Every now and then, pro-lifers need to step back and reassess the effectiveness of their tactics. Laura Ingraham Show associate producer Dustin Siggins offers just such a critique at leading conservative blog Hot Air. His advice is well worth considering, though not every point hits home.First, he suggests eschewing mandatory ultrasound laws in favor of restrictive medical standards like Mississippi recently passed:
[U]ltrasound legislation can be deemed as guilting mothers into not aborting their children or invading personal privacy. However, it is more difficult to argue against raising the standards of medical clinics so that women have a more sterile, more professional environment in which to be treated. Yes, the left will still attack these standards, as the owner of the abortion clinic in Mississippi has, but the inherent controversy will be far less.Clinic standards may very well have more strategic potential than ultrasound laws, but we should be careful not to fall into the habit of letting our foes define the terms of the debate. Conceding by silence that mandatory ultrasounds are demeaning to women or any more invasive of privacy than the abortion itself will only embolden the pro-aborts. If you give ‘em an inch…
It’s part of the fabric of America to support traditional marriage and that being between one man and one woman. I led the charge back in the mid 2000′s in Texas when we passed a constitutional amendment that defines marriage as being between one man and one woman, passed by 75%, that’s rather overwhelming. But I do respect a state’s right to have a different opinion and take a different tact if you will, California did that. I respect that right, but our founding fathers also said, ‘listen, if you all in the future think things are so important that you need to change the constitution here’s the way you do it’. It takes three quarters of the states deciding that this is important, it goes forward and it becomes an amendment to the United States Constitution. I support that for issues that are so important, I think, to the soul of this country and to the traditional values which our founding fathers, on the issue of traditional marriage I support the federal marriage amendment.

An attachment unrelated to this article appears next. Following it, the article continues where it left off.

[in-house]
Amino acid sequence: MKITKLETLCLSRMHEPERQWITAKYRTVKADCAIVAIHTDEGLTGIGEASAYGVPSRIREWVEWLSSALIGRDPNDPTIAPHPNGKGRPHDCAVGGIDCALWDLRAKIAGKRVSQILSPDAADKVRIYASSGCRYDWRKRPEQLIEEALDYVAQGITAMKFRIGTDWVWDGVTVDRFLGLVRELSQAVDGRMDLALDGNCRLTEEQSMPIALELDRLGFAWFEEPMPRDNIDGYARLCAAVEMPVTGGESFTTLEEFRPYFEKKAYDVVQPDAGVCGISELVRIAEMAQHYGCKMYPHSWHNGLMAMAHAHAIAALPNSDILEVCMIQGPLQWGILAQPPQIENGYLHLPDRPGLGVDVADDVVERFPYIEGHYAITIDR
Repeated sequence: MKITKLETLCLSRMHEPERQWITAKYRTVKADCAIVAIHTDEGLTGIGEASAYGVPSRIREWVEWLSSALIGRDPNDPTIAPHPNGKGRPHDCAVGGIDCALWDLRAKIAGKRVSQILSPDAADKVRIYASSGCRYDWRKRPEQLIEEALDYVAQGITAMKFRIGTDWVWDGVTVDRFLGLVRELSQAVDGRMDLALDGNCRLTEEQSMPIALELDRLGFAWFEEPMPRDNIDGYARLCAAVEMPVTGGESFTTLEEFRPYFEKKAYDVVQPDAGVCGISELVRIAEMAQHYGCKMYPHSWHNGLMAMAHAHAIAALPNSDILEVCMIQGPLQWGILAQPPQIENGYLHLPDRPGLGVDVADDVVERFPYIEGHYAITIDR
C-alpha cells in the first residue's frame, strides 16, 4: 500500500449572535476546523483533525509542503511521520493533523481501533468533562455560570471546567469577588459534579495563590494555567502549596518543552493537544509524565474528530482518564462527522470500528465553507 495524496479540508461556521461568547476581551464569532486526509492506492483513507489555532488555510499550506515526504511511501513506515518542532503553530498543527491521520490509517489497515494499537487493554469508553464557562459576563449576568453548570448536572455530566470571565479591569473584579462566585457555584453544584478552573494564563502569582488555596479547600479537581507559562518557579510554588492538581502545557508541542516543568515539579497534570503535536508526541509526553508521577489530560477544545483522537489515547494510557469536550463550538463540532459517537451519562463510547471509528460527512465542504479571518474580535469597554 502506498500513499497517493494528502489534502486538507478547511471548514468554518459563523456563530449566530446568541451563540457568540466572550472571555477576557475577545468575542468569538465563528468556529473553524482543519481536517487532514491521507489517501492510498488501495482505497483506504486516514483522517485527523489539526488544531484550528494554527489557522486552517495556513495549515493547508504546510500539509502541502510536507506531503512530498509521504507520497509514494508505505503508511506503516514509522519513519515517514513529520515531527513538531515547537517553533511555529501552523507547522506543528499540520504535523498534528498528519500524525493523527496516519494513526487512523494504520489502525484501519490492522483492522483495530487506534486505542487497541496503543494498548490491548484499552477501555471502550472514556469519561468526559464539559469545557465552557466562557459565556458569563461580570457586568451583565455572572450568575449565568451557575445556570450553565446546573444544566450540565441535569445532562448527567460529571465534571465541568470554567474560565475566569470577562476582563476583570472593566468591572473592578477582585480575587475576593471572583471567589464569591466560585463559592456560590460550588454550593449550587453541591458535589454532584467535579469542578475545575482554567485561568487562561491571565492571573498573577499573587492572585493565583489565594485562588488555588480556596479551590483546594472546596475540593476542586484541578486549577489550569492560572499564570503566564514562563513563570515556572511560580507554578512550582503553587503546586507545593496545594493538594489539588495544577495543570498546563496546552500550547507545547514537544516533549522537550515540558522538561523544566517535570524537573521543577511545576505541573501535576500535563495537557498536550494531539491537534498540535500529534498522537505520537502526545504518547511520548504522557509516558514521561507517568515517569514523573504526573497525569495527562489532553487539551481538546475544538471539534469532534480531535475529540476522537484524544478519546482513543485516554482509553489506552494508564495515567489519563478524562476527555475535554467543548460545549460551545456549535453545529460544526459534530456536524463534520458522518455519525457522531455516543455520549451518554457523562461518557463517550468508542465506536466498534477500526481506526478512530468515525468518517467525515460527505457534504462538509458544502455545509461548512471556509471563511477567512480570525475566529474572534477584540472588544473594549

Why would you want an amendment in a case where you respect a state’s right to have a different opinion? The touchstone for an amendment, I would think, is when you don’t respect that right because a particular state’s legislative preference would lead to grievous harm. Slavery is the paradigm example; abortion, arguably, is another. If you can look at your opponent’s position and say, “I see your point but I think you’re wrong,” that should take the amendment option off the table and put you back in Tenth Amendment territory. Federalism is “part of the fabric of America” too, after all; as a wise man once said, “It is one of the happy incidents of the federal system that a single courageous State may, if its citizens choose, serve as a laboratory; and try novel social and economic experiments without risk to the rest of the country.” Perry’s arguing, I guess, that this experiment is simply too dangerous to conduct — except, actually, he never does say that it’s dangerous. He just says it’s contrary to “traditional values,” a standard that would prohibit “novel social experiments” altogether. And the kicker is that he’s couching his argument in terms of Article V, which is the most “non-traditional” part of the Constitution insofar as it lets future generations change the law as opinions change. Well, opinions are changing. Why use Article V to stop it if you can’t articulate some sort of overweening harm?
UPDATE: Speaking of libertarians and social issues, Ann Coulter nukes Ron Paul and company along similar lines, in a column so good we’ll let slide her misguided infatuation with Chris Christie:
Most libertarians are cowering frauds too afraid to upset anyone to take a stand on some of the most important cultural issues of our time. So they dodge the tough questions when it suits their purposes by pretending to be Randian purists, but are perfectly comfortable issuing politically expedient answers when it comes to the taxpayers’ obligations under Medicare and Social Security.
If they could only resist sucking up to Rolling Stone-reading, status-obsessed losers, they’d probably be interesting to talk to.
In my book “Demonic: How the Liberal Mob is Endangering America,” I make the case that liberals, and never conservatives, appeal to irrational mobs to attain power. There is, I now recall, one group of people who look like conservatives, but also appeal to the mob. They’re called “libertarians.”